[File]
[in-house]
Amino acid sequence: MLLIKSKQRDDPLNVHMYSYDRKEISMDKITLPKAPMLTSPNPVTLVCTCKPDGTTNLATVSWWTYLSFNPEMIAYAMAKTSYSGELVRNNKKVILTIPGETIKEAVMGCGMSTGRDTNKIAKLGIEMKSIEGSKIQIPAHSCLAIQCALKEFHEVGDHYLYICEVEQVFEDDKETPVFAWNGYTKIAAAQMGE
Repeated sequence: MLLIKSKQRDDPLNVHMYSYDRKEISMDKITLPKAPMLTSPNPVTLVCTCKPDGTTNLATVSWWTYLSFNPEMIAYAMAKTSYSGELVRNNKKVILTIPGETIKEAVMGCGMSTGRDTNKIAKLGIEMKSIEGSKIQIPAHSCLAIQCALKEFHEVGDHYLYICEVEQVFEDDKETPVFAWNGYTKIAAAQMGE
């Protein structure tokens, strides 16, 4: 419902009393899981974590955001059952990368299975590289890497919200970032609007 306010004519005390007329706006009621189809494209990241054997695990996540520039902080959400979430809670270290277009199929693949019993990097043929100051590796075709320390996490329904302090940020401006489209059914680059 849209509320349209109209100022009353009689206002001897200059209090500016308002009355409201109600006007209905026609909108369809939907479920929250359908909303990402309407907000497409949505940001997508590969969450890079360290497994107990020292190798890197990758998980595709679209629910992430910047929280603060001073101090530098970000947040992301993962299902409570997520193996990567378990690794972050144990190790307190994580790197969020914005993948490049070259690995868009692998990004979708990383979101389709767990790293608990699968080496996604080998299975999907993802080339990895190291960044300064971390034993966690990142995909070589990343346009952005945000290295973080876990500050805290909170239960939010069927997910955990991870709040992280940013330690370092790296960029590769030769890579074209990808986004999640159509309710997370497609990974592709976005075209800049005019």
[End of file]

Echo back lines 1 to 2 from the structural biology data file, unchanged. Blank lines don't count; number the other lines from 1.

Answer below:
[in-house]
Amino acid sequence: MLLIKSKQRDDPLNVHMYSYDRKEISMDKITLPKAPMLTSPNPVTLVCTCKPDGTTNLATVSWWTYLSFNPEMIAYAMAKTSYSGELVRNNKKVILTIPGETIKEAVMGCGMSTGRDTNKIAKLGIEMKSIEGSKIQIPAHSCLAIQCALKEFHEVGDHYLYICEVEQVFEDDKETPVFAWNGYTKIAAAQMGE